EXAMPLE 1

The first stage of the system to manufacture linear internal olefins from 1- and 2-butenes consists of a reactive distillation column packed with disproportionation catalyst only. The product of this stage, whether in-situ in the same physical vessel, or in a different physical vessel is a mixture of pentenes and hexenes. These pentenes and hexenes are then fed into the second stage, where there is both the transalkylation and isomerization catalyst is present as described above.

The reaction conditions were:

Overhead pressure: 30 psig; reboiler temperature: 300 F.

The composition of the bottoms of the reactive distillation in weight percent (wt %) was:

C4 8.15

C5 46.21

C6 26.92

C7 13.31

C8 1.69

EXAMPLE 2

The product from the first stage as described in Example 1 was introduced into the second stage at slightly different conditions. The conditions were:

Overhead pressure=20 psig, reboiler temperature=400 F. The second stage bottoms composition in wt % was:

C6 3.1

C7 18.3

C8 61.7

C9 13.2

C10 2.5

C11 1.1

EXAMPLE 3

The product from the first stage as described in Example b 1 was introduced into the second stage at slightly different conditions. The conditions were:

Overhead pressure=20 psig, reboiler temperature=350 F. The second stage bottoms composition in wt % was:

C5 4.7

C6 38.5

C7 38.2

C8 18.6

EXAMPLE 4

The product from the second stage as described in Examples 1-3 was introduced into the third stage also containing layered transalkylation and isomerization catalysts. The conditions were:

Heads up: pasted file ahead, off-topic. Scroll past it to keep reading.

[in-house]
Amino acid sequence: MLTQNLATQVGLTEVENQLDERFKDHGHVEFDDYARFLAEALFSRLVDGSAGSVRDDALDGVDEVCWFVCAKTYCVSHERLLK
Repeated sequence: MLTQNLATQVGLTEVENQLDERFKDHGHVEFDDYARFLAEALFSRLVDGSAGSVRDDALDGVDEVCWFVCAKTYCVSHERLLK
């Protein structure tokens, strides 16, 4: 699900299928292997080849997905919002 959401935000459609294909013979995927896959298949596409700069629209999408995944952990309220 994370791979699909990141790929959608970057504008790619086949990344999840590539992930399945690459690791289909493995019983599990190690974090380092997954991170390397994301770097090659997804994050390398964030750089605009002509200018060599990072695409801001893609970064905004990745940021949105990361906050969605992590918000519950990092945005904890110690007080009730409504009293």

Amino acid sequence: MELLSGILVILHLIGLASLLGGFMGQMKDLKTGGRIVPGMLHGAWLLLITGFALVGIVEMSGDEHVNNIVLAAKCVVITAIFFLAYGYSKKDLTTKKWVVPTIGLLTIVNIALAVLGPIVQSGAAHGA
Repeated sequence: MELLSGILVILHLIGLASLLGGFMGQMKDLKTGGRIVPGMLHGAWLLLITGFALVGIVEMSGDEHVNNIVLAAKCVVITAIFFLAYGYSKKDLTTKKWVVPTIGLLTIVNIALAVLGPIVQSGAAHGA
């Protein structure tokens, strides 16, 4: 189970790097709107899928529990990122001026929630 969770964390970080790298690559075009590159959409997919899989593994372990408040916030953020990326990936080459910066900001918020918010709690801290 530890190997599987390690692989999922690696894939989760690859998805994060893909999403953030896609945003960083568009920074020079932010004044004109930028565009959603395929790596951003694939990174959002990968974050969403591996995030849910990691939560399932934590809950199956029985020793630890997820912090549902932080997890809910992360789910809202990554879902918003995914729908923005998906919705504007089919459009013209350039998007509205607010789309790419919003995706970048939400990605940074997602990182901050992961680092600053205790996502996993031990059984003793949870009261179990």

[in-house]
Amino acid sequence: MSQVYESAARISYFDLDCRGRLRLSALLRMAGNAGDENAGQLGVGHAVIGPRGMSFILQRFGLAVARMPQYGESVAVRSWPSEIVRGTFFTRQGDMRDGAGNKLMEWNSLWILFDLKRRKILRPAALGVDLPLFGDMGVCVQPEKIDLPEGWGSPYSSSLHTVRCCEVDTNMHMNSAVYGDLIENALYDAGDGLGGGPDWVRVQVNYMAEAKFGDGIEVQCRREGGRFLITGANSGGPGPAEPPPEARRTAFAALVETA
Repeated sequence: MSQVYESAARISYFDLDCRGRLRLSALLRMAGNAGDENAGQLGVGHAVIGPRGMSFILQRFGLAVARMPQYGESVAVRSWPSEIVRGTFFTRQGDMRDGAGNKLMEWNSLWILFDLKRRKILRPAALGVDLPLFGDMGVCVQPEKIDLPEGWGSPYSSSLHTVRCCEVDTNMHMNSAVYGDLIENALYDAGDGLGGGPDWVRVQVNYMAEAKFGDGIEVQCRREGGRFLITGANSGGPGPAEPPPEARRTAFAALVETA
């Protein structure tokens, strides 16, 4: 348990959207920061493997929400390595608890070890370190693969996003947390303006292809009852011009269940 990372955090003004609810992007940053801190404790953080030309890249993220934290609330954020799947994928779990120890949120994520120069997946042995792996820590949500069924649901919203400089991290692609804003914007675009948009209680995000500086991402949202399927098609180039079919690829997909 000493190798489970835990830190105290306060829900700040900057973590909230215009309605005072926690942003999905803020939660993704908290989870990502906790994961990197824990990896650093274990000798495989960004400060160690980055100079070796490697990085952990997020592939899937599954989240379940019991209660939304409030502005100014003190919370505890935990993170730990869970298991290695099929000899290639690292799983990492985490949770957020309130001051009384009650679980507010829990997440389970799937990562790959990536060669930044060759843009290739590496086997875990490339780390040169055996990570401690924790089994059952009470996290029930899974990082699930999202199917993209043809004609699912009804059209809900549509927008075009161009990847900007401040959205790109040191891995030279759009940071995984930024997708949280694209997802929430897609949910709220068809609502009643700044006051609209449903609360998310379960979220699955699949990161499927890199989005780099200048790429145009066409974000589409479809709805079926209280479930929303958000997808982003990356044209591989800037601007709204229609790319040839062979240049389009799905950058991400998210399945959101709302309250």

Overhead pressure=10 psig, reboiler temperature=400 F. The third stage bottoms composition in wt % was:

C8 3.77

C9 20.16

C10 34.97

C11 25.1

C12 10.37

C13 3.87

C14 2.16

C15 0.59

EXAMPLE 5

The product from the second stage as described in Examples 1-3 was introduced into the third stage also containing layered transalkylation and isomerization catalysts. The conditions were:

Overhead pressure=10 psig, reboiler temperature 450 F. The third stage bottoms composition in wt % was:

C7 0.2

C8 1.9

C9 6.6

C10 16.4

C11 23.5

C12 21.4

C13 14.3

C14 8.2

C15 4.2

C16 2.0

C17 0.9

C18 0.4

The yield to heavy products (C6 and heavier) is thought to be in the range of 20% to 80% by weight, more preferably 50% to 75% by weight. Most preferably, the yield to heavy products will be about 70% by weight. The product distribution can be controlled by varying temperature and pressure in the columns.

Patent Citations
Cited PatentFiling datePublication dateApplicantTitle
US3600456 *Dec 5, 1968Aug 17, 1971British Petroleum CoProduction of c7-c20 olefins
US4709115 *Oct 9, 1986Nov 24, 1987The Dow Chemical CompanyDisproportionation of alkenes
Classifications
U.S. Classification585/644, 203/DIG.6, 585/646
International ClassificationC07C11/02, C07C5/22, C07C6/04
Cooperative ClassificationY10S203/06, C07C2523/28, C07C6/04, C07C11/02, C07C2523/04, C07C5/226, C07C2523/30, C07C2523/36
European ClassificationC07C6/04, C07C5/22B8, C07C11/02
Legal Events
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Sep 12, 2014REMIMaintenance fee reminder mailed
Feb 16, 2010FPAYFee payment
Year of fee payment: 8
Jul 7, 2006FPAYFee payment
Year of fee payment: 4
Nov 23, 2004ASAssignment
Owner name: MPM TECHNOLOGY, LP, TEXAS
Free format text: ASSIGNMENT OF ASSIGNORS INTEREST;ASSIGNOR:ABAZAJIAN, ARMAN NAZAR;REEL/FRAME:016016/0102
Effective date: 20041112
Owner name: MPM TECHNOLOGY, LP 2525 BATTLEGROUND ROADDEER PARK
Free format text: ASSIGNMENT OF ASSIGNORS INTEREST;ASSIGNOR:ABAZAJIAN, ARMAN NAZAR /AR;REEL/FRAME:016016/0102
Jan 11, 2002ASAssignment
Owner name: ARMEN NAZAR ABAZAJIAN, TEXAS
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Effective date: 20011222
Owner name: ARMEN NAZAR ABAZAJIAN 1806 PEACH BROOK COURT HOUST
Owner name: ARMEN NAZAR ABAZAJIAN 1806 PEACH BROOK COURTHOUSTO